Delivers Twice the Output With Looks to Die For
The text below is a transcription of the video
Hello, this is John Hunter with REL. I’m REL’ s Lead Designer and I’m really excited to walk you through the new HT/1003 MKII. HT, of course, just stands for home theater. This piece is a little different. So this is a 300 watt, and I’m going to say something. 300 watts the way we do it is the way that a high-end amplifier does it. These are 300 watt mono blocks driving a 10 inch very long stroke cone that has been developed just for this project. Nothing else. It uses black glass fiber for the primary surface of the cone, and then the internal center desk cap here. It’s not a dust cap, but the center cap that actually stiffens and makes this piece hold together under duress is all pure carbon fiber. So this is a very long stroke 10, a true 300 watt amplifier. We do ours continuous, not peak, and it’s a mini beast. It is an absolutely incredible piece for theater, and I’m going to walk you through how we got an extra 10 decibels out of this over the predecessor. So, as I said, on this 10 inch driver, this is a bespoke piece. We just developed this very carefully just for this application, knowing that we were going to really be stressing the limits of the amplifier in order to get the most out of this. And we did. So I already alluded to the fact that the cone and the center cap are completely new. And just for this, the purpose of this is when you’re shoving a driver very quickly back and forth a couple of inches at a time in a few milliseconds, that surface comes under tremendous distortional forces. You’ve got air surface, you’ve got high air pressure inside, but low on the outside, it’s really hard on a cone of a subwoofer.
So we worked really hard to get all of that wiped out. It just negates all of that tendency to flexure, to buckling and twisting. It’s such a great little inexpensive, perfect piston. And that was a key for us. We didn’t want these to suddenly grow up and blow up and become a very expensive product. We were able to do really intelligent application of materials and techniques to get very high performance, high end experiences out of a piece that in our country, retails for $699. In the UK, it’ll retail initially for 699 pounds, and you should see relative plus 10-15%, that sort of thing spread out across the globe in your currencies.
The amplifier is a little, as I said, minibeast of a 300 watt monoblock. It’s very high current. We upgraded everything in it. The thickness of the boards. We went to a tier one amplifier manufacturer to get everything down the way we wanted and are used to doing it. Boards are thicker, power supplies are much bigger, the regulators are tighter coupled. The quality of the caps, the coupling caps, all of those things. We looked at every little thing and upgraded every one of those items. This is a really big step up, and the net result, as I said, was we’re getting over 10 decibels more output. And to put that in human terms, not engineering terms, 10 decibels means it is literally more than twice as loud. 10 decibels get you twice as loud. I secretly snuck into the lab a few nights ago and I pulled a plus 12 and a half out of it.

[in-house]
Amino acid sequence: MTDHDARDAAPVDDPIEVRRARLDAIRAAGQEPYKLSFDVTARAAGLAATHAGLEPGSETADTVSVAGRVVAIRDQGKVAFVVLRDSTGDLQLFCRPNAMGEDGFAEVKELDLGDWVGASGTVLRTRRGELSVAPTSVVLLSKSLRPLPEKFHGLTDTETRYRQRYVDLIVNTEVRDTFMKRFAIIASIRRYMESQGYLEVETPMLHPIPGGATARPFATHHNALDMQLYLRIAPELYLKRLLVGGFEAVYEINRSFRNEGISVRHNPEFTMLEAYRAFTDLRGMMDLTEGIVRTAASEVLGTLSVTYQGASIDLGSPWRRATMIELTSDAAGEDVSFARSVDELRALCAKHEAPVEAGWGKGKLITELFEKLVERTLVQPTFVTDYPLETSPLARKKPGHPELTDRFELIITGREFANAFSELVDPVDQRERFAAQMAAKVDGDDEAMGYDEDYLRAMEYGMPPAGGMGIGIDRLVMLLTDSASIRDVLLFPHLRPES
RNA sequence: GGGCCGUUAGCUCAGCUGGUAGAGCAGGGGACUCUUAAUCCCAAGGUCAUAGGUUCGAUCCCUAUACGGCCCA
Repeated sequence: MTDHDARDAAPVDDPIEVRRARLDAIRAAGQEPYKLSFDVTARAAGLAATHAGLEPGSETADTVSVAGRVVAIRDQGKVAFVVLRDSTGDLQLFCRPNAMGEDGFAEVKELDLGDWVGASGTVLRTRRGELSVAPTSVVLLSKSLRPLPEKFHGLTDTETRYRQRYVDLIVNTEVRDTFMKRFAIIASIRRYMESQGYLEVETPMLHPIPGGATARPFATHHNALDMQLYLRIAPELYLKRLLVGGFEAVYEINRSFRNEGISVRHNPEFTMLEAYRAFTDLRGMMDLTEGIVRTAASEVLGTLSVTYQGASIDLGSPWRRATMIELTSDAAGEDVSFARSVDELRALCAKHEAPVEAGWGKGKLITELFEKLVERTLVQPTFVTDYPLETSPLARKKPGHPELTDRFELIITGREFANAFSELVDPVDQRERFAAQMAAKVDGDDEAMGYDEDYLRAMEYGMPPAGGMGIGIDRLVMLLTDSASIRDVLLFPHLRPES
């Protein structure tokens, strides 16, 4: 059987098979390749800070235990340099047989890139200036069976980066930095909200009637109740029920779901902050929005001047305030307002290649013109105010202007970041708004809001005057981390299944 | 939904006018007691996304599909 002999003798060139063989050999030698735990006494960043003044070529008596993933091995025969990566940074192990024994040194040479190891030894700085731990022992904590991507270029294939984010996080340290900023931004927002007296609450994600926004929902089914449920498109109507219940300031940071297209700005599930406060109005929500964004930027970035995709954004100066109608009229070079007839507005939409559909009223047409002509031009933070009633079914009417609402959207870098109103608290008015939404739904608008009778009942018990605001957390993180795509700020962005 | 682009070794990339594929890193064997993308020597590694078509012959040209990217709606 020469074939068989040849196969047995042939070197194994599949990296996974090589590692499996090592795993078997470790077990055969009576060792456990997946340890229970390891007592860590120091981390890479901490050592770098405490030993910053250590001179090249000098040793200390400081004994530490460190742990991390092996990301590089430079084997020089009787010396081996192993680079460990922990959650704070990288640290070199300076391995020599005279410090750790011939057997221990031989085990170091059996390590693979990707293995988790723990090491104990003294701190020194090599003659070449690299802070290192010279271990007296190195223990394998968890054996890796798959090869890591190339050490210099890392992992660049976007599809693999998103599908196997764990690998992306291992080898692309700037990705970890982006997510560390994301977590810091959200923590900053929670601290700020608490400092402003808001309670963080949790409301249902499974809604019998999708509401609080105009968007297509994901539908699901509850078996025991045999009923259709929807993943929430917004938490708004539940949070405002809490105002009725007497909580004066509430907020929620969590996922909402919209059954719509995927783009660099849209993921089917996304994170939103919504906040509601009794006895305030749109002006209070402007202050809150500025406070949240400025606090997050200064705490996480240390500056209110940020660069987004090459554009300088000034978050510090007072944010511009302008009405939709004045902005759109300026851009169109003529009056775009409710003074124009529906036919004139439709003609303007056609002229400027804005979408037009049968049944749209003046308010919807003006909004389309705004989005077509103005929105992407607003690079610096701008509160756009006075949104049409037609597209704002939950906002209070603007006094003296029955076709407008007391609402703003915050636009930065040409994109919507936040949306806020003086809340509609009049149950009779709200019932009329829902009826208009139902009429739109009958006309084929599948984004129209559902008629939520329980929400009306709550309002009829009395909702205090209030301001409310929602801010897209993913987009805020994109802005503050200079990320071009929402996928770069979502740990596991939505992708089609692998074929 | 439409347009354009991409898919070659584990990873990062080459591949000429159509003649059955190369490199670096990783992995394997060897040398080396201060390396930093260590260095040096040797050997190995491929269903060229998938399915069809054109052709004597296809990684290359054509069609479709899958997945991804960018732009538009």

So it is an extraordinarily powerful piece at prices that we just don’t see that kind of output at. It goes down deep. It is going to be reliable because of all the things we did to de-stress the componentry, to increase the thickness of the glass fiber boards. And then we went through and made sure that in the way that we do our perfect filters and the perfect filter, I’ll explain it briefly. It’s a combination of several things. First, we have to, in the case of our home theater product, we have to move the secondary filters way out in order to be able to capture the reality of an explosion. When an explosion happens, if it’s loud enough, the first thing that should happen is your eyes blinking voluntarily. Why? Because it’s a high frequency transient that starts it’s metal shearing as the explosion begins to tear apart its container.
Then there’s the woo of the actual explosion to get that shearing sound believable, which is what makes you blink. We had to move that filter out. Then we have our regular crossover filter, and to that we add a perfect filter, which is an elevation control. Every driver in a box has a curve that looks like this. It falls off as you get lower and lower in frequency. So the perfect filter gently elevates this, but only below about 30 hertz, so it looks nice and flat and normal. And then where it would really be beginning to be dropping off, we’re pulling it up. So it’s much flatter. When you do that, that expansion continues to rise well past 20 hertz, well below 20. So we went through and rather than using DSP, which we briefly thought of like 12 seconds, we used a trick from my days in analog turntable design, and we inserted an analog subsonic filter, much like you would in a phono preamp, and its set very low.
This one has set at about eight hertz. Eight hertz, you’re just talking about problems, you know, in the low twenties and high teens. The secret is you do it much lower than that. It’s a very gentle kind of a curve that does this. And what it does is it just gently, progressively takes out all of that crud, that info based material that can actually damage drivers and amplifiers and it well below the resonance of the driver just slowly takes out all of that stuff, which means we can push our limiters and our amplifiers harder knowing that it’s not going to see something down at 12 hertz and try and reproduce that, waste all of its energy and destroy the driver.